Remove the ^M from a Linux file

Suppose that you are both using Windows and Unix systems.
You will have notice that when you create a file on Linux, Windows will open it as a text file in a single line.
Viceversa, creating a file on Windows and sending it to Linux will result that the file will contain strange characters, ^M.

Here, on Linux, how to replace the ^M with Linux’s Carriage Return and Line Feed.

CR = \r = Carriage Return
LF = \n = Line Feed

In DOS, all lines end with a CR/LF combination or \r\n.
In UNIX, all lines end with a single LF or \n.

The ^M is actually a CR or \r.

For determining what actual characters are in a file:

od -c filename.txt

Or just want to see the ^M notation:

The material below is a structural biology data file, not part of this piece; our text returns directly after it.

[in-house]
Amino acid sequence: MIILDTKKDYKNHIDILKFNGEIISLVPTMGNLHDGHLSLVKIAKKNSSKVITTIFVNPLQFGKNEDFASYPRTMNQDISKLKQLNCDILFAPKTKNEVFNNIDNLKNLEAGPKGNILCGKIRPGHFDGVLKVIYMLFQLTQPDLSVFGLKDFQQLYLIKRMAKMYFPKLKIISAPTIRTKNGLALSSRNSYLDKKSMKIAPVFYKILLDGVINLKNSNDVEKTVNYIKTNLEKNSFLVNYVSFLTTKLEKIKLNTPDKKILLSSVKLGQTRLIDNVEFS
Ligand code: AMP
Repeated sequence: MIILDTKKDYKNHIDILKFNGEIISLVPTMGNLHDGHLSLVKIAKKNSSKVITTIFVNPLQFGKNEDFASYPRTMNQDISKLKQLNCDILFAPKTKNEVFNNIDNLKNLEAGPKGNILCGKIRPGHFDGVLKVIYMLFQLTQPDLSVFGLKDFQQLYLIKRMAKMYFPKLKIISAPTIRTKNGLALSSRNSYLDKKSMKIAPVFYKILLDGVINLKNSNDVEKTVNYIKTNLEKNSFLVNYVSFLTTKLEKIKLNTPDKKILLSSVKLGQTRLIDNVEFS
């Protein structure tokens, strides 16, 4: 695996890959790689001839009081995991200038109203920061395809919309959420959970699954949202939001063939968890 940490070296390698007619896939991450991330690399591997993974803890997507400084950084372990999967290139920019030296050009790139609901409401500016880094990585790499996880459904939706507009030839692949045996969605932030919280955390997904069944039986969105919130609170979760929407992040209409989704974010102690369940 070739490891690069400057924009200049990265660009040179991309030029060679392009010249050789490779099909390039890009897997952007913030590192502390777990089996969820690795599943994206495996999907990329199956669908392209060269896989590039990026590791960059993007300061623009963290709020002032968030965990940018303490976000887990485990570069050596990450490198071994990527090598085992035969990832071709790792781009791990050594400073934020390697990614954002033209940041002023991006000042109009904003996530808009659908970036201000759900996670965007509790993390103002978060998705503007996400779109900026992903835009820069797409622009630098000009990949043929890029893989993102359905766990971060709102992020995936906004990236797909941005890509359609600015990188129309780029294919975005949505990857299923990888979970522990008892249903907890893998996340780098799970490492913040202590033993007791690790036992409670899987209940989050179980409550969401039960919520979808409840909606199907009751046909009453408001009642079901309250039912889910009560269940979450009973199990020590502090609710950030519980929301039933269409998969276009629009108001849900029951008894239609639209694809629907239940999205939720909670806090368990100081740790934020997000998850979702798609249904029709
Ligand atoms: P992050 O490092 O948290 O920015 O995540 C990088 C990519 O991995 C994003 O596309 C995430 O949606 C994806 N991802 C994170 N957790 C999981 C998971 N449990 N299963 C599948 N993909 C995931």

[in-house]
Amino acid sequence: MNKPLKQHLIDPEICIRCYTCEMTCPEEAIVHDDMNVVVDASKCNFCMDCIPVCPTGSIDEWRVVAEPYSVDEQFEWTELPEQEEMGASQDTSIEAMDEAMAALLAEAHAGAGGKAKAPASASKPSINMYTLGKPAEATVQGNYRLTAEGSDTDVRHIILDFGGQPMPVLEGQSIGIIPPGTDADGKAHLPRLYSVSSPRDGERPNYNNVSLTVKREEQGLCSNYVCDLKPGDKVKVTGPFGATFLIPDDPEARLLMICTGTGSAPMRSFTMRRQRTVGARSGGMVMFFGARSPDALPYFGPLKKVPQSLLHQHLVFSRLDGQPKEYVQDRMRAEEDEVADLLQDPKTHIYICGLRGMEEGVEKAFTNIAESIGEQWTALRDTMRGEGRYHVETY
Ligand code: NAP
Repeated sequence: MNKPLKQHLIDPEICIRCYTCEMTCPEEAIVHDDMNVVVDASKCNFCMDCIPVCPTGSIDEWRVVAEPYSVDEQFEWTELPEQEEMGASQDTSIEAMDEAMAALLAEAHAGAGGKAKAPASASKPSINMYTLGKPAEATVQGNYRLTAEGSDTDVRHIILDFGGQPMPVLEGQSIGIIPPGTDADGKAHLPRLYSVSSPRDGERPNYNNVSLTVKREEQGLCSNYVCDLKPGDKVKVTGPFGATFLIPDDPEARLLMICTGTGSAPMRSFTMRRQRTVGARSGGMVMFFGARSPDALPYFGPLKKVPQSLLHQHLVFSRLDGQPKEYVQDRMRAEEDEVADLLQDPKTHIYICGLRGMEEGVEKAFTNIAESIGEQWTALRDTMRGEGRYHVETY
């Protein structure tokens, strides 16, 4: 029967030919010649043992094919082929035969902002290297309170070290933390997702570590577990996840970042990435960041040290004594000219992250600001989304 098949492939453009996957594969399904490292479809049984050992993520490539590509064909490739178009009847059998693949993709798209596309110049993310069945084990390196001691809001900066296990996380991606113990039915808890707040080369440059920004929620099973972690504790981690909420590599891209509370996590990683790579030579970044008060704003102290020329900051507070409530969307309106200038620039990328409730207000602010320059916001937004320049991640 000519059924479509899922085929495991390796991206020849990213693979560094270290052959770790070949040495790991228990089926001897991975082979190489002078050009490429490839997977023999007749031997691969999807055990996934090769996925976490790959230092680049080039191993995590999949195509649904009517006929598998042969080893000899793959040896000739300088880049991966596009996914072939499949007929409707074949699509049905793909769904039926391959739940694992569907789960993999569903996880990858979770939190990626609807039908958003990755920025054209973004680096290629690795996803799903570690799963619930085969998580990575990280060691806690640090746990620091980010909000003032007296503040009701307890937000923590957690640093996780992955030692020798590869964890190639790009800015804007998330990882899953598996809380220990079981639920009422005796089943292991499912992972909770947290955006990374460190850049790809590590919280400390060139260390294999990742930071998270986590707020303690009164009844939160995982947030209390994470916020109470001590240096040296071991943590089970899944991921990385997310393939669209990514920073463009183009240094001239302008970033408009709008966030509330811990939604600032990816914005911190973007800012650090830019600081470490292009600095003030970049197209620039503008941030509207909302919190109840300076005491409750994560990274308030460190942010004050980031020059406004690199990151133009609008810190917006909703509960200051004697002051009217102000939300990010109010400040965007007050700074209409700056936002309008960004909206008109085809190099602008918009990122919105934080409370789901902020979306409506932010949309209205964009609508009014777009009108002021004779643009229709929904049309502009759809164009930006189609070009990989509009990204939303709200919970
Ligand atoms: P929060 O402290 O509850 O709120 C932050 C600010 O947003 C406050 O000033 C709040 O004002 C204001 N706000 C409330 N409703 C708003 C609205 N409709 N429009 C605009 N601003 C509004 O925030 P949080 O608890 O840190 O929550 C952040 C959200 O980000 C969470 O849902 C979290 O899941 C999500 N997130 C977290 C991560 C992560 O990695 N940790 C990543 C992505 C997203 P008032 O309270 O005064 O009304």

cat -v filename.txt

To remove the ^M characters:

sed -e "s/^M//" filename > newfilename

CTRL+V and CTRL+M (keep holding CTRL) will generate the ^M

I faced this problem using a Linux application that won’t properly recognize Windows file because of this.

I you want to automate the process for replacing all the ^M in a file and make a backup of the same file before the changes:

#!/bin/bash
OUT=$(basename $1)
sed -i.bak 's/^M//g' $OUT

Call it with the path of the file as argument if you are in another directory:

./replaces.sh /path/to/file/myfile.txt

And the new file will be created in your current folder (unless differently specified in the script).